This Valentine's Day, Kneel Before the Wolf

February 13, 2013

The late Andy Whitfield of Spartacus, a man of inimitable sex appeal.
So in this randy article from the San Francisco Chronicle, columnist Mark Moford plunges deep into the sexy pagan origins of Valentine's Day and pulls up quite a bit of dirt:
Hot pagan sex and lustful gods and ancient wolf goddesses and potential marriage and more sex and more than a little crazed giddy divine animal blood sacrifice. All followed by some nice light whippings administered by nearly naked grinning boy-men, casual flagellations by goat-skin, some joyful thrashing in the name of fertility and purity and, you know, sex. Ahh, Valentine's Day.
 It all starts with Lupercalia, a Roman fertility festival celebrated on the 15th of February.  Festivities would begin with a little good old-fashioned goat and dog sacrifice, then
Some hunky boys of noble birth were then led to the shrine, where the priests would dab their foreheads with a sword dipped in the animal blood...Then, a feast. Meat. Wine galore. Followed by the slicing of goat skins into pieces, some of which the priests cut into strips and dipped in the blood and then handed to the boys, who would take off and run through the streets, gently touching or lashing crops and bystanders -- especially women -- with the skins along the way to inspire fertility and harvest and because hey, half-naked laughing boys wielding bloody goat skins ‚- what's not to love?  Actually, the women eagerly stepped forward to be so stroked, believing that such a blessing rendered them fertile (even if they were sterile), and procured them ease in childbearing, and made them look all gothy and cool and sexy.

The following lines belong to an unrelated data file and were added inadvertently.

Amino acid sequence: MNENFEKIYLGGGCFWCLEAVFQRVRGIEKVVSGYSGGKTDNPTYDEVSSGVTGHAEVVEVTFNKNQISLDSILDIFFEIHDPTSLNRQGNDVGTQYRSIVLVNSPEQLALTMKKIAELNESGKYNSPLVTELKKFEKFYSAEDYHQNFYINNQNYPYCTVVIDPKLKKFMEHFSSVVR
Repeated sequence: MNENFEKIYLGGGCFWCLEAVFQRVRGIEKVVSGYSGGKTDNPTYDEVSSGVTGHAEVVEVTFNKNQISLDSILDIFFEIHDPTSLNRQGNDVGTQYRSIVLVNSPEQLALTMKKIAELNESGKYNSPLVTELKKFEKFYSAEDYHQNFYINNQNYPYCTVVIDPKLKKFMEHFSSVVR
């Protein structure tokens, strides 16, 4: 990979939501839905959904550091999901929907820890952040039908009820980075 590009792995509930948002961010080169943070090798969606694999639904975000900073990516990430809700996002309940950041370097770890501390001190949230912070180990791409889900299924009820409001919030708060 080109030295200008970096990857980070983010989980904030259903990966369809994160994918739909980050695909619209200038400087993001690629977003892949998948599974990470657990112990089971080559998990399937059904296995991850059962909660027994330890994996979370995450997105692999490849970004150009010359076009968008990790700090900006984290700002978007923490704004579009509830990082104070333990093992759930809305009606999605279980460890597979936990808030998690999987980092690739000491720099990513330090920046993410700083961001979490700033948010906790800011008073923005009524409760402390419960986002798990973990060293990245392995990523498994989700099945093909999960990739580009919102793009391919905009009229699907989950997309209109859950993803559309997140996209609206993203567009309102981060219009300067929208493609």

Joyful, kinky public whippings!  All in the name of sex and fertility.  I don't know about you, but this beats a box of conversation hearts any day.

Happy Lupercalia!  I hope you get your ass whipped!

"The Romans of the Decadence" by Thomas Couture, 1847